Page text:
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Published August 17, 2016
Prehistoric stone objects, once thought to be used only as tools to shape and grind other materials or process food, are now receiving further analysis: as potential projectile weapons used for hunting to injure or kill large mammals.
These ball-shaped objects, known as spheroids, could be used to inflict significant damage on prehistoric mammals at distances up to 25 meters, says Qin Zhu, an associate professor in the University of Wyoming’s Division of Kinesiology and Health. His research focuses on motor learning and control, and human perception and action.
Zhu is co-author of a paper, titled “A Dynamic Analysis of the Suitability of Prehistoric Spheroids from the Cave of Hearths as Throw Projectiles,” that was recently published in Scientific Reports. Scientific Reports is an online, open access journal from the publishers of Nature. The journal publishes scientifically valid primary research from all areas of the natural and clinical sciences.
“We were being selective,” Zhu says of the spheroid number (55) used in the research. “For our simulation or calculation to work, we had to make sure all of the spheroids were round to meet our criteria. About 81 percent of the spheroids, if thrown properly, had the ability to inflict pain or damage to a medium-sized animal like an impala antelope.”
This paper applies research on how modern humans perceive the throwing affordances of objects to inform a mathematical analysis of spheroids used to evaluate the potential of these objects as projectiles for throwing. The paper describes these 55 spheroids, and then outlines the approach to affordance perception that informs current research into how perception-action systems select and control skilled behaviors.
Spheroids are found in the Middle Pleistocene site of Cave of Hearths in the Makapana Valley in South Africa, in levels dating from 1.8 million years ago (Early Stone Age) to at least 70,000 years ago (Middle Stone Age), making them one of the oldest and longest-used technologies.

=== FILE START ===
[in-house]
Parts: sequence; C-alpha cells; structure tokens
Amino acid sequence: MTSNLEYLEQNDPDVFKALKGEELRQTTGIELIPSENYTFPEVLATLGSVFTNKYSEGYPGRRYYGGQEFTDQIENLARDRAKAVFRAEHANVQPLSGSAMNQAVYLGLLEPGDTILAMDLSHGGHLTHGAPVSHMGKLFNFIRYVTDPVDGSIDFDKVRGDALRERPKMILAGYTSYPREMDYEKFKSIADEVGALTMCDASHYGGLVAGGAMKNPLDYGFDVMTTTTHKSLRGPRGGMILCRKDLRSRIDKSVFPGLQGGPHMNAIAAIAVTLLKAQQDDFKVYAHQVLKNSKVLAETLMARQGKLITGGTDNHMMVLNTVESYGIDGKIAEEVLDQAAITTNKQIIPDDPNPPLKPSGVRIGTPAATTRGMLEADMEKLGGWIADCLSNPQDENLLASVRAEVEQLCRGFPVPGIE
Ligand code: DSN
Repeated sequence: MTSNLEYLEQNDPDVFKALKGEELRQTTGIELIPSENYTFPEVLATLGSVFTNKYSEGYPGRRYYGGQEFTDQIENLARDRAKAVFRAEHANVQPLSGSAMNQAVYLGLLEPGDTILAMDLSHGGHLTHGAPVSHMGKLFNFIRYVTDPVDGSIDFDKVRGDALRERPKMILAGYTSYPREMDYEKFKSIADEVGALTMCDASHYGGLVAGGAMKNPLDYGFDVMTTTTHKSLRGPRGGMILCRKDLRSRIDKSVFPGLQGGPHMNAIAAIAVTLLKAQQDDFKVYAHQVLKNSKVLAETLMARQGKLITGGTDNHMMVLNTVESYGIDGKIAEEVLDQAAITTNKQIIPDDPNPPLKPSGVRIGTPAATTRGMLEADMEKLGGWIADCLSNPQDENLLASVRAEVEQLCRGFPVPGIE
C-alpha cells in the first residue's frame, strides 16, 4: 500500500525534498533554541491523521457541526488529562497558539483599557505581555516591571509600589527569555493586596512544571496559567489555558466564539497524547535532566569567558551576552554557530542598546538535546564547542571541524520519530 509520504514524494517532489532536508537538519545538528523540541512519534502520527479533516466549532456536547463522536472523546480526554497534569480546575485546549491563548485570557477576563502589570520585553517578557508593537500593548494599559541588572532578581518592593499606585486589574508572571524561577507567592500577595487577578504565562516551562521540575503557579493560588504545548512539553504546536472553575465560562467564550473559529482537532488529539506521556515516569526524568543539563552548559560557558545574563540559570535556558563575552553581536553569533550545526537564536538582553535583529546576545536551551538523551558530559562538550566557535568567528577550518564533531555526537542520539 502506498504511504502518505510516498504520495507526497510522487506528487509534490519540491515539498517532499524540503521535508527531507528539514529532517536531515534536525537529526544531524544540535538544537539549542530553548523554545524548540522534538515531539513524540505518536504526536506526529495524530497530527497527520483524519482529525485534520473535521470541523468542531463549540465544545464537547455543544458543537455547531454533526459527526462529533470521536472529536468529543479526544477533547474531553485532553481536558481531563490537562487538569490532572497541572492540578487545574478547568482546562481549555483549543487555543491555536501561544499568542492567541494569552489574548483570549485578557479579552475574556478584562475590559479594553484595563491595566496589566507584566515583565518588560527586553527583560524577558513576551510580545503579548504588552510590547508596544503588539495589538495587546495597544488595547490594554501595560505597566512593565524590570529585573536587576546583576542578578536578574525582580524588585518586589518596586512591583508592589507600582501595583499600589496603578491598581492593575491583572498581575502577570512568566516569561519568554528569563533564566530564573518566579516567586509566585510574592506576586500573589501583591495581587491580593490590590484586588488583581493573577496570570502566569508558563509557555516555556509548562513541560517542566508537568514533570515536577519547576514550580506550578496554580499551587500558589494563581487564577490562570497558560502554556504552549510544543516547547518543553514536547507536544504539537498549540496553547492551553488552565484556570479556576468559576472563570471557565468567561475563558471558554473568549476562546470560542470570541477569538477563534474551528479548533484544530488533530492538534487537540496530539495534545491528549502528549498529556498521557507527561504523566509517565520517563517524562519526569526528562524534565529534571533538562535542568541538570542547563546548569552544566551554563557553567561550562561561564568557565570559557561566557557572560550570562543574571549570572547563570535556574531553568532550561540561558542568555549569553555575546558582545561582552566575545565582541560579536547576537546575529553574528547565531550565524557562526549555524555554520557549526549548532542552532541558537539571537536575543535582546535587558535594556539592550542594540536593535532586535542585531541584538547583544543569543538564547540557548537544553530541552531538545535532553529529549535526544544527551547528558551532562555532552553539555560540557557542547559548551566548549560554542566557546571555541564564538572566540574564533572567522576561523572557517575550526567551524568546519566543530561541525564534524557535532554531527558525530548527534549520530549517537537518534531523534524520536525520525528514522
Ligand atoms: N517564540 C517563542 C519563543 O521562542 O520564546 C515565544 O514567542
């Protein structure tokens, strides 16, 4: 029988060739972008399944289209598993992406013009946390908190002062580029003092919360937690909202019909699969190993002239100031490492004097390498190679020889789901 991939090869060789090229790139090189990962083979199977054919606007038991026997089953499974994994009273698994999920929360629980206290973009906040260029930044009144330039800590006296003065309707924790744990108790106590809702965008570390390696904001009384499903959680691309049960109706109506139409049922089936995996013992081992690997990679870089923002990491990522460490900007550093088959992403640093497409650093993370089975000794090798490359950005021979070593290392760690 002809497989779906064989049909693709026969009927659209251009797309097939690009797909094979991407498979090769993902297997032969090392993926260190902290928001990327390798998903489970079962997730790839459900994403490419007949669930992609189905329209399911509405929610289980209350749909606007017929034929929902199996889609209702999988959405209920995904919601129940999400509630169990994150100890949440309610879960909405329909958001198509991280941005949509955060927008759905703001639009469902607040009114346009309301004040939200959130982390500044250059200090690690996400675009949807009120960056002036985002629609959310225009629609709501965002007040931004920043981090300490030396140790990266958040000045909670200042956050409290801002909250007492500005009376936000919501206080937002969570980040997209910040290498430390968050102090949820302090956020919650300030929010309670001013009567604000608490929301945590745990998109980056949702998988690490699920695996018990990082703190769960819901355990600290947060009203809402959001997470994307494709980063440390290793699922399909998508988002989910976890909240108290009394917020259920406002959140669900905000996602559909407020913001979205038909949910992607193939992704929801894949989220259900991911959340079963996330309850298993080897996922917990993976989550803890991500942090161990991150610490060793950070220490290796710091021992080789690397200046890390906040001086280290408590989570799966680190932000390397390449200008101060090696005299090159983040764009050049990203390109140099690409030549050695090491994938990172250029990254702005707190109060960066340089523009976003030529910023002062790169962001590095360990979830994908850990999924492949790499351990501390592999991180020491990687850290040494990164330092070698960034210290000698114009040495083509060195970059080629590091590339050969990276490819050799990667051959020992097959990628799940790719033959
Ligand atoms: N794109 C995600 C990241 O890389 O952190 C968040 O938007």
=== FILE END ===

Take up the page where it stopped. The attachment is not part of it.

The goal of the simulations was to evaluate the amount of damage these objects could achieve if thrown by ancient humans. While other animals have been known to throw objects on occasion, none can match the speed, accuracy and distances that trained humans can achieve, the paper says.
A popular hypothesis made by archaeologists is that spheroids were used to make stone tools; as grinding stones for processing plant material; to break bones; as tools to re-sharpen grinding slabs; and as bolas stones for hunting.
Before throwing spears were developed, humans were faced with finding and using objects suitable for hunting and self-defense. The ability to hurt or kill prey from a distance expanded the range of a human’s food source while simultaneously reducing close confrontations with dangerous prey, the paper says.
“They did actually find bones of animals in the cave,” Zhu says of the South African site.
This Scientific Reports paper utilized data from two papers Zhu previously had published. One, which appeared in Human Movement Science in 2009, discovered the functional relationship between release velocity and the weight of a throwing object so that the former can be predicted by the latter. The other, published in Evolution and Human Behavior in 2011, showed how the robust size-weight illusion in perceiving an object’s weight actually serves to detect the best object for throwing, which has relevance to human evolution. The part of the brain -- the cerebellum -- that is responsible for coordination in performing complicated motor skills, like over-arm throwing, is the same part of the brain used to develop language, Zhu says.
Andrew D. Wilson, from Leeds Beckett University in Leeds, United Kingdom, was the paper’s lead author. Lawrence Barham and Ian Stanistreet, both from the University of Liverpool in Liverpool, England; and Geoffrey Bingham, of Indiana University, also contributed.
Zhu says the study may be extended to take into account other different-shaped spheroids or different-sized animals.